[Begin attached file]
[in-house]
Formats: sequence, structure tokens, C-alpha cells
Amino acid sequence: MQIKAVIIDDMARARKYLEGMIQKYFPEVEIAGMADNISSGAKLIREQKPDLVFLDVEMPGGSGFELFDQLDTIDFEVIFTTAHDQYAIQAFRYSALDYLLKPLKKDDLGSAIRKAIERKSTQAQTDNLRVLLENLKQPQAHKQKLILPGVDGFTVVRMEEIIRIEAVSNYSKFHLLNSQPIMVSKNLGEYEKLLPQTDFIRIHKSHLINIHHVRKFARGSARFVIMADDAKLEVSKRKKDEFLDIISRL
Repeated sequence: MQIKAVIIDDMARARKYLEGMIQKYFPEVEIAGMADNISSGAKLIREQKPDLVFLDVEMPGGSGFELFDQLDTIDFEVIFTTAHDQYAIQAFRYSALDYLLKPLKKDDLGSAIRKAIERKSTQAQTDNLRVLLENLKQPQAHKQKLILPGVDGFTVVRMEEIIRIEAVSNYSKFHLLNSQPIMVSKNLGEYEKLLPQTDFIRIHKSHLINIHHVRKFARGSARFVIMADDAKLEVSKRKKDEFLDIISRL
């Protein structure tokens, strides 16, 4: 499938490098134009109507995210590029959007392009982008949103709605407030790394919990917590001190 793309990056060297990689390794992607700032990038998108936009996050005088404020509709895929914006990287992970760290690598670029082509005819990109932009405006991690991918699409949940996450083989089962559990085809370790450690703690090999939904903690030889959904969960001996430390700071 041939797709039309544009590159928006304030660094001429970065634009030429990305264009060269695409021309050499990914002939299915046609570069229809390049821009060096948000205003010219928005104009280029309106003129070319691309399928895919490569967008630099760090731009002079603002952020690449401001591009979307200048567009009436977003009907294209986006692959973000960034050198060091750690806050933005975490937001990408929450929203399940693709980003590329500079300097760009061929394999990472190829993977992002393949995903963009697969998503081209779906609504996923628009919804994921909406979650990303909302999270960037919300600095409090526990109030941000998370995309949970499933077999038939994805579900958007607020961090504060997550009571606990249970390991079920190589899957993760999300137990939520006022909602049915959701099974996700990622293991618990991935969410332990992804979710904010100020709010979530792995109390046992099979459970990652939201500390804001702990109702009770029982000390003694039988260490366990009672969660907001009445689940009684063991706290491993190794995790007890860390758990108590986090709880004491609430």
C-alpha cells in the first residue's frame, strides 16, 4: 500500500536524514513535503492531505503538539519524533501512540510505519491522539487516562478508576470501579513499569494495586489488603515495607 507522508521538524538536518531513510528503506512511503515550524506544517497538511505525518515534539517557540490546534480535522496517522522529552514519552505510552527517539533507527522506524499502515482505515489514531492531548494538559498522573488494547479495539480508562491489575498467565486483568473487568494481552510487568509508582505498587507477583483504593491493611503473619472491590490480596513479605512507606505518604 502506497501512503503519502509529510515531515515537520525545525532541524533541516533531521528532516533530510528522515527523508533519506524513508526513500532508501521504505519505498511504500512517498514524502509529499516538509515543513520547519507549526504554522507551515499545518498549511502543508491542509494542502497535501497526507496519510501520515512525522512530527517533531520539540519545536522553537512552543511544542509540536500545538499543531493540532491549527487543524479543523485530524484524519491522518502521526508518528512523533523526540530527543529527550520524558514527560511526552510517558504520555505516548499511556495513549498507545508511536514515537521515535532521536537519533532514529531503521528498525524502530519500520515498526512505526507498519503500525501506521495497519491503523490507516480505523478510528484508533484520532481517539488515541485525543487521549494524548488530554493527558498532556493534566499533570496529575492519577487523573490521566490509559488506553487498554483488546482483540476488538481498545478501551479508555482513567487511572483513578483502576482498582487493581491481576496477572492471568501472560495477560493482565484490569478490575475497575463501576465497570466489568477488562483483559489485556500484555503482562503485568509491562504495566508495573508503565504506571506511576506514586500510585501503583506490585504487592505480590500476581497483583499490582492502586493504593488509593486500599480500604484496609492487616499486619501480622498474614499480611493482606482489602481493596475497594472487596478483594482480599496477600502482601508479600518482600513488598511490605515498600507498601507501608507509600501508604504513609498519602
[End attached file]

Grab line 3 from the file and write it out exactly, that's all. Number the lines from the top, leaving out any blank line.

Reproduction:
Amino acid sequence: MQIKAVIIDDMARARKYLEGMIQKYFPEVEIAGMADNISSGAKLIREQKPDLVFLDVEMPGGSGFELFDQLDTIDFEVIFTTAHDQYAIQAFRYSALDYLLKPLKKDDLGSAIRKAIERKSTQAQTDNLRVLLENLKQPQAHKQKLILPGVDGFTVVRMEEIIRIEAVSNYSKFHLLNSQPIMVSKNLGEYEKLLPQTDFIRIHKSHLINIHHVRKFARGSARFVIMADDAKLEVSKRKKDEFLDIISRL